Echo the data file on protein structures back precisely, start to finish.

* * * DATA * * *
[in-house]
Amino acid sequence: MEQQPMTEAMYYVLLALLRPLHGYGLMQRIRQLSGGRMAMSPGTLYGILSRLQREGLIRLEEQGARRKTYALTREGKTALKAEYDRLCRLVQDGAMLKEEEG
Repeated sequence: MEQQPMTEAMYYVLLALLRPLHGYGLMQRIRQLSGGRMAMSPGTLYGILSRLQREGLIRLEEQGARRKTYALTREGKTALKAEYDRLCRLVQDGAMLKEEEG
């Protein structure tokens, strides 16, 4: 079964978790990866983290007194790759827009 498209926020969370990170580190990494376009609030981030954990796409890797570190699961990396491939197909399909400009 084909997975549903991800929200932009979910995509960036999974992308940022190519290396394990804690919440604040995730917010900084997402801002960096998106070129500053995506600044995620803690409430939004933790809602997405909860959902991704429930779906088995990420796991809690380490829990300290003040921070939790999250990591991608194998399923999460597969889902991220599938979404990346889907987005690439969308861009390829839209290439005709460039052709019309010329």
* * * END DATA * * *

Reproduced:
[in-house]
Amino acid sequence: MEQQPMTEAMYYVLLALLRPLHGYGLMQRIRQLSGGRMAMSPGTLYGILSRLQREGLIRLEEQGARRKTYALTREGKTALKAEYDRLCRLVQDGAMLKEEEG
Repeated sequence: MEQQPMTEAMYYVLLALLRPLHGYGLMQRIRQLSGGRMAMSPGTLYGILSRLQREGLIRLEEQGARRKTYALTREGKTALKAEYDRLCRLVQDGAMLKEEEG
């Protein structure tokens, strides 16, 4: 079964978790990866983290007194790759827009 498209926020969370990170580190990494376009609030981030954990796409890797570190699961990396491939197909399909400009 084909997975549903991800929200932009979910995509960036999974992308940022190519290396394990804690919440604040995730917010900084997402801002960096998106070129500053995506600044995620803690409430939004933790809602997405909860959902991704429930779906088995990420796991809690380490829990300290003040921070939790999250990591991608194998399923999460597969889902991220599938979404990346889907987005690439969308861009390829839209290439005709460039052709019309010329």